African Peace and Security Architecture

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The African Peace and Security Architecture (APSA) includes the three central instruments conflict prevention, conflict management and peace building of the African Union (AU), the Regional Economic Communities (RECs) as well as the Regional Mechanism (RMs).

Background[edit]

The APSA evolved in the late 1990s, when the African continent was confronted with severe crises such as the civil war in Somalia, which was ongoing since 1991, and the genocide in Rwanda 1994. At the same time, the statutes of the Organisation of African Unity (OAU) did not allow an intervention in the inner affairs of another state.[1] In order to be able to intervene in situations of severe human rights violations, the member states of the OAU decided to establish the African Union (AU) in 2002. Two years later, the decision to establish the APSA was taken. The signature of the constitutive act of the AU [2] marked a turning point of inner-African relations.[3] Article 4 (h) and (j) of the constitutive act allows AU member states to intervene in a third state even against the will of the respective government in case of crimes against humanity, such as war crimes and genocide. Therefore, the AU constitutive act is the first treaty under international law, which includes the right to militarily intervene in a third state based on humanitarian reasons, which is today often called a humanitarian intervention. This normative shift increased when the founding protocol of the Peace and Security Council (PSC) of the AU came into effect December 26, 2003.[4] The protocol defines a broad agenda for peace and security, including central elements such as conflict prevention, early warning, preventive diplomacy, conflict management, peacemaking and peacebuilding as well as support for and development of democratic policies, humanitarian actions and conflict management.[5] Consequently, the PSC founding protocol can be seen as the basis for the APSA. It is the aim of the APSA to provide the AU, the RECs and the RMs with all the instruments necessary to fulfil the tasks and mandate relating from the constitutive act of the AU and the founding protocol of the PSC.

Structure[edit]

The structure of the APSA is based on the protocol relating to the establishment of the Peace and Security Council of the African Union (PSC Protocol, 2002).[6] Article 2 names the following five pillars of the APSA, including institutions and decision-making processes: -the Peace and Security Council (PSC), which is the central organ of the AU -the Panel of the Wise (PoW) -the Continental Early Warning System (CEWS) -the African Standby Force (ASF) -the Peace Fund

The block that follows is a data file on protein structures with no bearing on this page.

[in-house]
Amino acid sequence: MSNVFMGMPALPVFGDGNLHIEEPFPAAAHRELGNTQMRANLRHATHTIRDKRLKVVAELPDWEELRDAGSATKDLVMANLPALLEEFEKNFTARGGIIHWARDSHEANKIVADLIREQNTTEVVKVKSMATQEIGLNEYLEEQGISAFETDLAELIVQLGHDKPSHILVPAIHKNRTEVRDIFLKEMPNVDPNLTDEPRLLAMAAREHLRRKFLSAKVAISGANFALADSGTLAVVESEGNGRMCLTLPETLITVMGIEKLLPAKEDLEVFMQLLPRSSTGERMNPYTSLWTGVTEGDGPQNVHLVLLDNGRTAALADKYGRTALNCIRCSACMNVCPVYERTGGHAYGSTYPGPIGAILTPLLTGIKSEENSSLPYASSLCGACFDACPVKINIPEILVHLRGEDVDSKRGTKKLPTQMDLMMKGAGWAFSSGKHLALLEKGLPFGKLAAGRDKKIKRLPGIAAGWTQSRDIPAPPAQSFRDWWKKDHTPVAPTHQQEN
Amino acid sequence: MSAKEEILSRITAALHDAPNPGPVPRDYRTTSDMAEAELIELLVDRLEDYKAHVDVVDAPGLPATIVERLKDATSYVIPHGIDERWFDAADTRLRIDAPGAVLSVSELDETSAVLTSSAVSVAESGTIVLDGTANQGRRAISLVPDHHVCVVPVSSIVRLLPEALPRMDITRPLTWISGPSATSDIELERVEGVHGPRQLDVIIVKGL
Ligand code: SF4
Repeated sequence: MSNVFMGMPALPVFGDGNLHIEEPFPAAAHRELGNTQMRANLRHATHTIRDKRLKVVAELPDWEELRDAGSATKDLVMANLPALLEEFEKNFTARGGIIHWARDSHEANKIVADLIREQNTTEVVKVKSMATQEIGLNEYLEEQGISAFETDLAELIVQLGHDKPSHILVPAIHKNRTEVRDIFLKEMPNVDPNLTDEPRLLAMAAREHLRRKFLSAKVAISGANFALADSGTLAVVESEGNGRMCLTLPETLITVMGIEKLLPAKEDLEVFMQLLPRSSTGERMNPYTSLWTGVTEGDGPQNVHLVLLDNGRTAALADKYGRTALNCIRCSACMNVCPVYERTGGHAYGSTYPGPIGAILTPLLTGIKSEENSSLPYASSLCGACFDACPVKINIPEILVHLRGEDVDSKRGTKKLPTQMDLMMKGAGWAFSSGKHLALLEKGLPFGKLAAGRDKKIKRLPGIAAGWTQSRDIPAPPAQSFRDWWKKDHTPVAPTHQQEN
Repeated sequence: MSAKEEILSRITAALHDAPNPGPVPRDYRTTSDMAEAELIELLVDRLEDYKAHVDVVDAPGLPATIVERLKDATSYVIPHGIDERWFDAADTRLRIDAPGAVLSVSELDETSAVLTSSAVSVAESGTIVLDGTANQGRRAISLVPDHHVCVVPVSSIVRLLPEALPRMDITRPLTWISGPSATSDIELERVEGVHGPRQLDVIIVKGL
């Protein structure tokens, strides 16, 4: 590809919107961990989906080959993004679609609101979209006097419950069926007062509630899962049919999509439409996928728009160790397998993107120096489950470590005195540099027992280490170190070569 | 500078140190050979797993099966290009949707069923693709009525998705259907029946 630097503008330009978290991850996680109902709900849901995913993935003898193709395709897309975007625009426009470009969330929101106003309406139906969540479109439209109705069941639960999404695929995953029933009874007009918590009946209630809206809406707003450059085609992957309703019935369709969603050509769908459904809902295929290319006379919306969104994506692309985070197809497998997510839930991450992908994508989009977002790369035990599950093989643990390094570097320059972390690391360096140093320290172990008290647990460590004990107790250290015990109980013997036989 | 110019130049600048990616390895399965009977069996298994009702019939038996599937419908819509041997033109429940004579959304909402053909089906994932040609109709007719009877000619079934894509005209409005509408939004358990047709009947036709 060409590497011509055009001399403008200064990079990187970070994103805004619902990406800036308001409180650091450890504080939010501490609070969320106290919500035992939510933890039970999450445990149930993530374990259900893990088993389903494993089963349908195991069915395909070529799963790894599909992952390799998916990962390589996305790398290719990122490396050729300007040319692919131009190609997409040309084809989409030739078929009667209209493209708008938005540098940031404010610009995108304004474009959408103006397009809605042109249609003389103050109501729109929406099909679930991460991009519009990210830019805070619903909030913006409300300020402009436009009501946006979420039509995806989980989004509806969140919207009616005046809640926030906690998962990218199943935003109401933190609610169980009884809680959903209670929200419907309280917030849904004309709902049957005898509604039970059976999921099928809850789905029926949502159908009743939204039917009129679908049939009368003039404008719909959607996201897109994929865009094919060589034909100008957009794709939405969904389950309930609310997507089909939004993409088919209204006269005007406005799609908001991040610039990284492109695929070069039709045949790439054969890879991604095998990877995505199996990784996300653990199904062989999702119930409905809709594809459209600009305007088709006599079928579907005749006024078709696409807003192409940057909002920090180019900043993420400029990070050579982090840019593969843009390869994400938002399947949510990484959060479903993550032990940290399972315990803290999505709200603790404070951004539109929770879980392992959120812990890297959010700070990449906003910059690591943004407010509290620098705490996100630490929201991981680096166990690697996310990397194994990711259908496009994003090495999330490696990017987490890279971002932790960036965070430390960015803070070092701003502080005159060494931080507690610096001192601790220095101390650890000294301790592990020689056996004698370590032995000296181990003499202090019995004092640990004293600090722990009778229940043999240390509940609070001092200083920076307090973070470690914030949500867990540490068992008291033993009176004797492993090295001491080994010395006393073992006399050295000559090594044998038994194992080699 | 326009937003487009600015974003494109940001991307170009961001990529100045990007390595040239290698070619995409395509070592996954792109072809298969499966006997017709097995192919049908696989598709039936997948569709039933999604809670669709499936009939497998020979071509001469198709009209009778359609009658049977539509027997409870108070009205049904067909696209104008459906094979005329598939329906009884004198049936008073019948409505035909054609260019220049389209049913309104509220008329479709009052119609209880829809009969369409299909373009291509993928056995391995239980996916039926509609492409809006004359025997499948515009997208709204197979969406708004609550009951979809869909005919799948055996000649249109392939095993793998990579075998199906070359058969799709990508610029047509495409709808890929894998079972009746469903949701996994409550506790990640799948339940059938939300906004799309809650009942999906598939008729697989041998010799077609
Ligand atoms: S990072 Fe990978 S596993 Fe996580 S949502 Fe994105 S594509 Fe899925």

The AU claims that its mandate in the area of peace and security is valid for the whole African continent. In addition to this, several Regional Economic Communities (RECs) and Regional Mechanisms (RMs) are part of the APSA.[7] The cooperation between the RECs and the AU is guided by the principles of subsidiarity, of complementarity and of the comparative advantages.[8] The operationalisation of the APSA Instruments was intended to be finished until the end of 2015. However, the status of the instruments varies strongly depending on the individual instruments and organisation.

International Support[edit]

The APSA is strongly dependent on external sources financially. In 2015, 95% of the total AU budget was financed by external partners (EU, EU member states, Japan and China). In 2016, external financing was estimated to amount to 52% of the budget; however, the detailed budget plan is not known yet.[9]

Challenges[edit]

Evaluated by the

• 2010 APSA Assessment

• 2015 APSA Assessment

Criticism[edit]

• strong dependency on external sources of funding

See also[edit]

African Union

Peace and Security Council

Arab Maghreb Union

Economic Community of West African States

Economic Community of Central African States

East African Community

Southern African Development Community

Literature[edit]

  • Ulf Engel, João Gomes Porto (Ed.): Africa's New Peace and Security Architecture. Promoting Norms, Institutionalizing Solutions. Ashgate, Farnham 2010.
  • Ulf Engel, João Gomes Porto (Ed.): Towards an African Peace and Security Regime. Ashgate, Farnham 2013.
  • European Union (Ed.): The African Peace and Security Architecture: Still under construction.[10] Brüssel 2014.
  • Friedrich-Ebert-Stiftung (Hrsg.): The African Peace and Security Architecture.[11] A Handbook. Addis Abeba 2014.

References[edit]

  1. ^ OAU Charta
  2. ^ "Constitutive Act of the African Union 2000" (PDF). Archived from the original (PDF) on 2013-07-06. Retrieved 2016-02-15.
  3. ^ FES:"The African Peace and Security Architecture. A Handbook", P.16
  4. ^ FES: "The African Peace and Security Architecture. A Handbook", P.17
  5. ^ FES: "The African Peace and Security Architecture. A Handbook", P.17
  6. ^ Protocol relating to the establishment of the Peace and Security Council of the African Union
  7. ^ Memorandum of Understanding (MoU) on Cooperation in the Area of Peace and Security between the African Union, the Regional Economic Communities and the Coordinating Mechanisms of the Regional Standby Brigades of Eastern Africa and Northern Africa
  8. ^ Memorandum of Understanding (MoU) on Cooperation in the Area of Peace and Security between the African Union, the Regional Economic Communities and the Coordinating Mechanisms of the Regional Standby Brigades of Eastern Africa and Northern Africa, Artikel IV
  9. ^ "African Union Executive Council 26th Ordinary Session" (PDF). Archived from the original (PDF) on 2016-03-05. Retrieved 2016-02-15.
  10. ^ The African Peace and Security Architecture: Still under construction
  11. ^ The African Peace and Security Architecture: A Handbook